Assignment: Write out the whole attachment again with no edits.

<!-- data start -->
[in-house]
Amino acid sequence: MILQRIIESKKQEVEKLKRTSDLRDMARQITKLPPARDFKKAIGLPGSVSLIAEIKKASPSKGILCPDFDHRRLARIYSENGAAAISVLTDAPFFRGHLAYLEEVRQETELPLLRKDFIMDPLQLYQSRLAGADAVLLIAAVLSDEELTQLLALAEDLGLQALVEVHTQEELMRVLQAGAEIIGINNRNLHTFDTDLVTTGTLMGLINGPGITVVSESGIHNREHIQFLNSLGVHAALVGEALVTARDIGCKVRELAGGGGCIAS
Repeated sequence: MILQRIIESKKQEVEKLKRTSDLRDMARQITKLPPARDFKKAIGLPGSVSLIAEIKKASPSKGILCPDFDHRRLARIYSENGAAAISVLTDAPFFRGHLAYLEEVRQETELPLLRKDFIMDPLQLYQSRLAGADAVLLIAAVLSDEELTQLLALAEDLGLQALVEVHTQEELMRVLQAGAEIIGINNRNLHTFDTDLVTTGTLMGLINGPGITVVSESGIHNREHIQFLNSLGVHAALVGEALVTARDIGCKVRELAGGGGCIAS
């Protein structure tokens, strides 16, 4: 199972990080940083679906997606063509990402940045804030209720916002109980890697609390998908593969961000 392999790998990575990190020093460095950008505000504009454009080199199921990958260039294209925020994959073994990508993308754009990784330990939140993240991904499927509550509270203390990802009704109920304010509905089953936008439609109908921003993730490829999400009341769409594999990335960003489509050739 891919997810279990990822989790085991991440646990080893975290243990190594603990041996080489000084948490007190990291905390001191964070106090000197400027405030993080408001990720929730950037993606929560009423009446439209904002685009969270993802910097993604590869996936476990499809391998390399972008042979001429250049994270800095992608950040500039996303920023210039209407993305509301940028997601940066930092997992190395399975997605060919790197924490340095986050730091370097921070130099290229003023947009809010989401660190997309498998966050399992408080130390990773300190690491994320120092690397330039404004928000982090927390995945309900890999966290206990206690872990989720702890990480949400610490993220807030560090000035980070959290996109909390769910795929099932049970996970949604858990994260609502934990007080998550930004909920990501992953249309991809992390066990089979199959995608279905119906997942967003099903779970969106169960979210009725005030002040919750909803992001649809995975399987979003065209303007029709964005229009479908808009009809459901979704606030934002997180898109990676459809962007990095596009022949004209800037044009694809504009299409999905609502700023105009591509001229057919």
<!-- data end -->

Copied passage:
[in-house]
Amino acid sequence: MILQRIIESKKQEVEKLKRTSDLRDMARQITKLPPARDFKKAIGLPGSVSLIAEIKKASPSKGILCPDFDHRRLARIYSENGAAAISVLTDAPFFRGHLAYLEEVRQETELPLLRKDFIMDPLQLYQSRLAGADAVLLIAAVLSDEELTQLLALAEDLGLQALVEVHTQEELMRVLQAGAEIIGINNRNLHTFDTDLVTTGTLMGLINGPGITVVSESGIHNREHIQFLNSLGVHAALVGEALVTARDIGCKVRELAGGGGCIAS
Repeated sequence: MILQRIIESKKQEVEKLKRTSDLRDMARQITKLPPARDFKKAIGLPGSVSLIAEIKKASPSKGILCPDFDHRRLARIYSENGAAAISVLTDAPFFRGHLAYLEEVRQETELPLLRKDFIMDPLQLYQSRLAGADAVLLIAAVLSDEELTQLLALAEDLGLQALVEVHTQEELMRVLQAGAEIIGINNRNLHTFDTDLVTTGTLMGLINGPGITVVSESGIHNREHIQFLNSLGVHAALVGEALVTARDIGCKVRELAGGGGCIAS
């Protein structure tokens, strides 16, 4: 199972990080940083679906997606063509990402940045804030209720916002109980890697609390998908593969961000 392999790998990575990190020093460095950008505000504009454009080199199921990958260039294209925020994959073994990508993308754009990784330990939140993240991904499927509550509270203390990802009704109920304010509905089953936008439609109908921003993730490829999400009341769409594999990335960003489509050739 891919997810279990990822989790085991991440646990080893975290243990190594603990041996080489000084948490007190990291905390001191964070106090000197400027405030993080408001990720929730950037993606929560009423009446439209904002685009969270993802910097993604590869996936476990499809391998390399972008042979001429250049994270800095992608950040500039996303920023210039209407993305509301940028997601940066930092997992190395399975997605060919790197924490340095986050730091370097921070130099290229003023947009809010989401660190997309498998966050399992408080130390990773300190690491994320120092690397330039404004928000982090927390995945309900890999966290206990206690872990989720702890990480949400610490993220807030560090000035980070959290996109909390769910795929099932049970996970949604858990994260609502934990007080998550930004909920990501992953249309991809992390066990089979199959995608279905119906997942967003099903779970969106169960979210009725005030002040919750909803992001649809995975399987979003065209303007029709964005229009479908808009009809459901979704606030934002997180898109990676459809962007990095596009022949004209800037044009694809504009299409999905609502700023105009591509001229057919």